Dumbartonshire - A Description
Dumbartonshire, a county, partly maritime, but chiefly inland, in the W of Scotland, comprising a main body and a detached district. The main body is bounded N by Perthshire, E by Stirlingshire, SE by Lanarkshire, S by the river Clyde and the upper Firth of Clyde, which divide it from Renfrewshire, and W by Argyllshire. Its eastern boundary, from Island Vow, above Inversnaid, to the mouth of Endrick Water, runs along the middle of Loch Lomond; thence, to the month of Catter Burn, is traced by Endrick Water; and, in the extreme SE, for 3 miles above Maryhill, is traced by the river Kelvin. Its western boundary, except for 9 miles in the extreme N, is all formed by Loch Long. The detached district, commencing 4 miles E by N of the nearest point of the main body, and 5 NNE of Glasgow, comprises the parishes of Kirkintilloch and Cumbernauld; it is bounded N and E by Stirlingshire, and S and W by Lanarkshire. The Boundary Commissioners in 1891, by section 40 of the Local Government (Scotland) Act, 1889, left the detached district untouched. There was no alteration made in any of the parish boundaries, and the only change in the county boundary was its extension to include the entire parish of New Kilpatrick (which was partly in Stirlingshire) and the town of Milngavie.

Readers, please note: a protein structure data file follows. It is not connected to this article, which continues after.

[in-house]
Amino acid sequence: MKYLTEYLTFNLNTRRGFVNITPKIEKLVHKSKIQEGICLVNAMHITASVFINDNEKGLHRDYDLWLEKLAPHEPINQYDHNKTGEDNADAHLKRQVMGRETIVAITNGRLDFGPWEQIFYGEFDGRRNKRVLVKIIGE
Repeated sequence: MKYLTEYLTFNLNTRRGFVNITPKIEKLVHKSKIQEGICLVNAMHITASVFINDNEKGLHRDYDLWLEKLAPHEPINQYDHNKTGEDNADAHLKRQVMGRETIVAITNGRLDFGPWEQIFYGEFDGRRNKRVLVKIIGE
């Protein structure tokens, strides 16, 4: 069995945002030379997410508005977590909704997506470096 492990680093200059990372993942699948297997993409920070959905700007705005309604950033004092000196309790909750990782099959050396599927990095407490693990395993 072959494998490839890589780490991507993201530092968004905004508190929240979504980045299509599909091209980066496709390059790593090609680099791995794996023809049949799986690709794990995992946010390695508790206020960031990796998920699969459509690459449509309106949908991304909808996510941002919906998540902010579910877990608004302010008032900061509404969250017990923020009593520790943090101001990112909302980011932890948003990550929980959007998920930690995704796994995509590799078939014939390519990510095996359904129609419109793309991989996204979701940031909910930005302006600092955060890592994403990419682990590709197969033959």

All the northern or ARROCHAR district of the county, lying partly around the head of Loch Lomond, partly between that lake and Loch Long, is a group of mountains, intersected by deep glens. Culminating in Ben Vorlich (3092 feet) and Ben Vane (3004), it displays all the most characteristic features of grand, romantic, beautiful Highland scenery. The central part from Finnart and the middle of Loch Lomond to the hill-screens of the Firth of Clyde, but including the peninsula of Roseneath, is a region varying between the highland and lowland, and exquisitely blends many a feature of sternness and wildness with many of the sweetest loveliness. The lofty hills of Arrochar and Luss, in particular, contrast most strikingly with the wide expanse of the pellucid waves of the queen of lakes, far-famed Loch Lomond. ‘Hero savage grandeur, in all the towering superiority of uncultivated nature, is seen side by side with the very emblem of peace and tranquillty, an alpine lake, which the winds reach only by stealth.’ The southern district, comprising the seaboard of the Clyde, the Vale of Leven, and the tract eastward of that vale to the extremity of the main body of the county, is generally lowland and rich almost to excess with gentle contour and tasteful ornamentation; yet even this is diversified—to some extent broadly occupied—with characters of abruptness and boldness, shown in the shoulders of the Cardross hills, in the mass of Dumbarton Rock, in the brows of Dumbuck and of basaltic ranges northward of it, and in the capriciously escarped, romantic acclivities of the Kilpatrick Hills, which, extending 5½ miles from E to W, and attaining a maximum altitude of 1313 feet in Duncomb and Fynloch, contain many rich close scenes, and command some of the finest and most extensive views in Scotland.